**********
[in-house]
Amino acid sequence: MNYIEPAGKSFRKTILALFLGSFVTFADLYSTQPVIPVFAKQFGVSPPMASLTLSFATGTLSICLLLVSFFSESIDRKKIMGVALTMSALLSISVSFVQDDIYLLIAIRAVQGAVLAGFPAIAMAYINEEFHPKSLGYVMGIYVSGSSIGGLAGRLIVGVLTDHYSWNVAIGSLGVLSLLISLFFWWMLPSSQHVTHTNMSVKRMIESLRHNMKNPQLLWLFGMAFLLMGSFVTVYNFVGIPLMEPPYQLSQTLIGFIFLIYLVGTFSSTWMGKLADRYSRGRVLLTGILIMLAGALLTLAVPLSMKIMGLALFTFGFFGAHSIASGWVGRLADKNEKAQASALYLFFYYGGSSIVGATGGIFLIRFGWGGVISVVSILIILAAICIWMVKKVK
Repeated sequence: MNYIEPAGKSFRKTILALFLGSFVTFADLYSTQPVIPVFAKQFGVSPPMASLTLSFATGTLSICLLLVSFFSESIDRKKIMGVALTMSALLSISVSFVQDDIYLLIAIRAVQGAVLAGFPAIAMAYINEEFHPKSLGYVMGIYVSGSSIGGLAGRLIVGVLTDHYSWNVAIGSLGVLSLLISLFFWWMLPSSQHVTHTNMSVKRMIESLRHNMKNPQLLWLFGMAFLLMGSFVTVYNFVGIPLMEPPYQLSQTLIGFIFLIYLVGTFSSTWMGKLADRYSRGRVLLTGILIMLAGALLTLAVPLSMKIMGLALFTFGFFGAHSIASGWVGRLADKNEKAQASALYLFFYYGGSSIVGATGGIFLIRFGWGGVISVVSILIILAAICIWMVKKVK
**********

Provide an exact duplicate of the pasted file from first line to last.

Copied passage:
[in-house]
Amino acid sequence: MNYIEPAGKSFRKTILALFLGSFVTFADLYSTQPVIPVFAKQFGVSPPMASLTLSFATGTLSICLLLVSFFSESIDRKKIMGVALTMSALLSISVSFVQDDIYLLIAIRAVQGAVLAGFPAIAMAYINEEFHPKSLGYVMGIYVSGSSIGGLAGRLIVGVLTDHYSWNVAIGSLGVLSLLISLFFWWMLPSSQHVTHTNMSVKRMIESLRHNMKNPQLLWLFGMAFLLMGSFVTVYNFVGIPLMEPPYQLSQTLIGFIFLIYLVGTFSSTWMGKLADRYSRGRVLLTGILIMLAGALLTLAVPLSMKIMGLALFTFGFFGAHSIASGWVGRLADKNEKAQASALYLFFYYGGSSIVGATGGIFLIRFGWGGVISVVSILIILAAICIWMVKKVK
Repeated sequence: MNYIEPAGKSFRKTILALFLGSFVTFADLYSTQPVIPVFAKQFGVSPPMASLTLSFATGTLSICLLLVSFFSESIDRKKIMGVALTMSALLSISVSFVQDDIYLLIAIRAVQGAVLAGFPAIAMAYINEEFHPKSLGYVMGIYVSGSSIGGLAGRLIVGVLTDHYSWNVAIGSLGVLSLLISLFFWWMLPSSQHVTHTNMSVKRMIESLRHNMKNPQLLWLFGMAFLLMGSFVTVYNFVGIPLMEPPYQLSQTLIGFIFLIYLVGTFSSTWMGKLADRYSRGRVLLTGILIMLAGALLTLAVPLSMKIMGLALFTFGFFGAHSIASGWVGRLADKNEKAQASALYLFFYYGGSSIVGATGGIFLIRFGWGGVISVVSILIILAAICIWMVKKVK